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dc.contributor.authorReiter, Robert
dc.contributor.authorHöftberger, Margit
dc.contributor.authorGreen, T.G. Allan
dc.contributor.authorTürk, Roman
dc.identifier.citationReiter, R., Höftberger, M., Green, T.G.A. & Türk, R. (2008). Photosynthesis of lichens from lichen-dominated communities in the alpine/nival belt of the Alps – II: Laboratory and field measurements of CO₂ exchange and water relations. Flora - Morphology, Distribution, Functional Ecology of Plants, 203(1), 34-46.en_NZ
dc.description.abstractCO₂ exchange and water relations of selected lichen species were investigated in the field and also in the laboratory, at a height of 3106 m above sea level in the Austrian Alps, during the short snowless summer period from middle of July to the end of August. In the course of the field investigations, clear summer days were quite rare. Altogether 14 diurnal courses of CO₂ exchange were measured spanning a time of 255 h of measurements. The air temperatures measured close to the ground ranged between −0.7 and 17.1 °C and their daily fluctuation was lower than 10.7 °C. Fog was present for more than one-third of the measuring period and relative humidity (RH) exceeded 90% in almost half of the time. Temperature optimum of net photosynthesis (NP) of Xanthoria elegans and Brodoa atrofusca determined in the laboratory increased with increasing photosynthetic photon flux density (PPFD) from 1.5 to 11.3 °C and the maximal CO₂ uptake was found to be at 10 °C. In the field the lichens were metabolically active at air temperatures between −0.7 and 12.8 °C. The light compensation points (LCP) of both lichen species ranged in the laboratory between 50 and 200 μmol m⁻² s⁻¹ PPFD (0–20 °C) and in the field between 22 and 56 μmol m⁻² s⁻¹ PPFD (3–8 °C). At 30 °C the NP of X. elegans surpassed the LCP, whereas B. atrofusca remained below the LCP. NP in X. elegans did not reach light saturation at 1500 μmol m−2 s−1 PPFD. NP in B. atrofusca reached light saturation at low temperatures (−5 to +5 °C). At higher temperatures light saturation was almost detectable. On sunny days the lichens in the field were metabolically active only for 3 h during the early morning. In this time they reached the maximal values or values close to their maximal CO₂ uptake in situ. Under dry weather conditions the lichens dried out to a minimal water content (WC) of 5–12% which is below the moisture compensation point (MCP) of 34–25%. The optimal WC was between 90% and 120% dry weight (DW) in B. atrofusca and Umbilicaria cylindrica, in X. elegans between 140% and 180% DW. Species specific differences in water-holding capacity, desiccation intensity and in the compensation points of temperature, light and moisture are responsible for differences in metabolic activity. The lichens were active during less than half of the observation time. Total time of NP of X. elegans was 24% of the measuring period, for U. cylindrica 22% and for B. atrofusca 16%.en_NZ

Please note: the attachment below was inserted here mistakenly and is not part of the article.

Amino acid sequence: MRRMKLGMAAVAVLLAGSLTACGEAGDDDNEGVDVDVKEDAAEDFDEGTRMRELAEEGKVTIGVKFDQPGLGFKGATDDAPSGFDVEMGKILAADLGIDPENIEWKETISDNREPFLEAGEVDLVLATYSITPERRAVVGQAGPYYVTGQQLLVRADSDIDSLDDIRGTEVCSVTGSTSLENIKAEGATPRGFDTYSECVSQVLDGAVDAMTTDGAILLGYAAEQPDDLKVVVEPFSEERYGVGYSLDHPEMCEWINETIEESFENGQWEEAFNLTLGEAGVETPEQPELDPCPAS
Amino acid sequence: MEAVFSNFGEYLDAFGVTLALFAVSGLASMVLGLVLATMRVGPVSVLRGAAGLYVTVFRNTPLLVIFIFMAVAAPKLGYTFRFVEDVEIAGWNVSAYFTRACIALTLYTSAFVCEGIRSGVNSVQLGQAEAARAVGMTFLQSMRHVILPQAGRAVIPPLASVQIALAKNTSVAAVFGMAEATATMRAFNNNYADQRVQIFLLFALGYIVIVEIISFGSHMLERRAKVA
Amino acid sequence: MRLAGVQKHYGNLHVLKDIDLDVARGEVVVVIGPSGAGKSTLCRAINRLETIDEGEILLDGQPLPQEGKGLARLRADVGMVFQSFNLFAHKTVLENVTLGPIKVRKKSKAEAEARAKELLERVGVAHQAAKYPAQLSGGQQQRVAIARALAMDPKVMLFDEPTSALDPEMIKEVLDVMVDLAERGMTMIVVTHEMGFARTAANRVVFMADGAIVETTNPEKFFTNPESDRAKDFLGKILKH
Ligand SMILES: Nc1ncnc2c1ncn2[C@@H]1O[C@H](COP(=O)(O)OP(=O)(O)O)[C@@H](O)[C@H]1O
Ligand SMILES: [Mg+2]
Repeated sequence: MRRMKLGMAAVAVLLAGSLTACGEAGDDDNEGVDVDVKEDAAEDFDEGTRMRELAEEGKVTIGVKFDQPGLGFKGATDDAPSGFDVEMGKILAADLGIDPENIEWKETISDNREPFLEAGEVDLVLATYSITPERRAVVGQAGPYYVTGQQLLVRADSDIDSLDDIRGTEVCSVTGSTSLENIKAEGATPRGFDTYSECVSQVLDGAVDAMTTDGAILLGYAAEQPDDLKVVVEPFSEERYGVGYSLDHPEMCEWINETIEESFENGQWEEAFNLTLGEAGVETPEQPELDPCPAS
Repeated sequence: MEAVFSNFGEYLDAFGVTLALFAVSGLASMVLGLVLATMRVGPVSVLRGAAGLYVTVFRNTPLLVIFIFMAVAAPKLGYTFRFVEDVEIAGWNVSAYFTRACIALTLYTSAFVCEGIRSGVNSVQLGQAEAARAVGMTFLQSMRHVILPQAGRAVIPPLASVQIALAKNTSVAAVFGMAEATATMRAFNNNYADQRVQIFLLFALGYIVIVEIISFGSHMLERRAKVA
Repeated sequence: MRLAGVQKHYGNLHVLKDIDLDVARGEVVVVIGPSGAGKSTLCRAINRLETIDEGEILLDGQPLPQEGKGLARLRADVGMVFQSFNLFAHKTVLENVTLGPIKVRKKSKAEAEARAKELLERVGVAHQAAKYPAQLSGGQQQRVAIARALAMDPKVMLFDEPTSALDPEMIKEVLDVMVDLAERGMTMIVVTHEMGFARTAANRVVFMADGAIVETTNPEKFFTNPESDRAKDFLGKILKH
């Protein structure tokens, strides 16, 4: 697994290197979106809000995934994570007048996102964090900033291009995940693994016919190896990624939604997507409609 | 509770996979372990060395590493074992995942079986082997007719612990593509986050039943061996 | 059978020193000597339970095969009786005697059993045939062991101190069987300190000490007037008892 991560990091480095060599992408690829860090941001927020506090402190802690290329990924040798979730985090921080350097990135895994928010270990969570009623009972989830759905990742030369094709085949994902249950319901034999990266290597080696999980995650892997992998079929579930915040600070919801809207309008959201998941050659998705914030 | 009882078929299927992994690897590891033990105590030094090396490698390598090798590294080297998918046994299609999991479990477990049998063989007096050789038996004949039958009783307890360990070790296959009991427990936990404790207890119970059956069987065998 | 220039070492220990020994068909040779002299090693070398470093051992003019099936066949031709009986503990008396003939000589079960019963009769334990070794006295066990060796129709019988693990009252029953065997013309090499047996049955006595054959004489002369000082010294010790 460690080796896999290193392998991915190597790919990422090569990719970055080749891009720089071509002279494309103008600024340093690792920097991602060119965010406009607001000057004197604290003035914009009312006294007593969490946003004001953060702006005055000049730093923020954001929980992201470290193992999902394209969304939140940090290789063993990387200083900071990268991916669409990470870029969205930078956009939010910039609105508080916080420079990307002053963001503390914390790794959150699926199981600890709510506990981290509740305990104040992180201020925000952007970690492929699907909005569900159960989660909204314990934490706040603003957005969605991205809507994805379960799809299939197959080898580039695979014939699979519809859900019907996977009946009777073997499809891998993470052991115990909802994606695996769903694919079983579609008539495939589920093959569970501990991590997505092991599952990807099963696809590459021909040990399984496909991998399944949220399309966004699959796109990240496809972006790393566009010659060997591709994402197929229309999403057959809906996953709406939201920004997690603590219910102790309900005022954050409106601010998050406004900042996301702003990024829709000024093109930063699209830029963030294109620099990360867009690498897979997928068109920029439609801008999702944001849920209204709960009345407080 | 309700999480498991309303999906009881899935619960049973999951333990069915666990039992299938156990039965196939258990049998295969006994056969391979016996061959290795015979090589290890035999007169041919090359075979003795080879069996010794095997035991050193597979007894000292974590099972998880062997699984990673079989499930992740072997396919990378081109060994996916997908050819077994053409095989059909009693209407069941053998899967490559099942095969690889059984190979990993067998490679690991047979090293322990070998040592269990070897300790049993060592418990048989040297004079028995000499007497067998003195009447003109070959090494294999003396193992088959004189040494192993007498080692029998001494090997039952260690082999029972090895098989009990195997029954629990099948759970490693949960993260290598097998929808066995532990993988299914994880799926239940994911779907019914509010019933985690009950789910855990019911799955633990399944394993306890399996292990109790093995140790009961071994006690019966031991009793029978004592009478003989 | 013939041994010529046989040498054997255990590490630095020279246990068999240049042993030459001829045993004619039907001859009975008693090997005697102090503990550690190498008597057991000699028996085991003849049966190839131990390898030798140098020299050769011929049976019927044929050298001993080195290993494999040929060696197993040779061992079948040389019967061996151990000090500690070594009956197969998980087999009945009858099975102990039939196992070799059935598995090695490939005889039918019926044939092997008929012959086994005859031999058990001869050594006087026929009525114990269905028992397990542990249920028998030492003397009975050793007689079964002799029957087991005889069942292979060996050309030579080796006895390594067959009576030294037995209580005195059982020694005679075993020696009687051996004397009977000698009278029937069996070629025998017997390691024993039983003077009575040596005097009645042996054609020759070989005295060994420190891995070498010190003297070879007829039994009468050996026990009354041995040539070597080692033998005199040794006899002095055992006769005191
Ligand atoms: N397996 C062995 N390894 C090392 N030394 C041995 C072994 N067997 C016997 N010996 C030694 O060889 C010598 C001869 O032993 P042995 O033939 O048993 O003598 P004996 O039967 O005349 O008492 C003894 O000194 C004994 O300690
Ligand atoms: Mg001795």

dc.relation.ispartofFlora - Morphology, Distribution, Functional Ecology of Plants
dc.subjectdiurnal coursesen_NZ
dc.subjectnet photosynthesisen_NZ
dc.subjectwater contenten_NZ
dc.subjectAlpine/nival zoneen_NZ
dc.titlePhotosynthesis of lichens from lichen-dominated communities in the alpine/nival belt of the Alps – II: Laboratory and field measurements of CO₂ exchange and water relationsen_NZ
dc.typeJournal Articleen_NZ
dc.relation.isPartOfFlora - Morphology, Distribution, Functional Ecology of Plantsen_NZ

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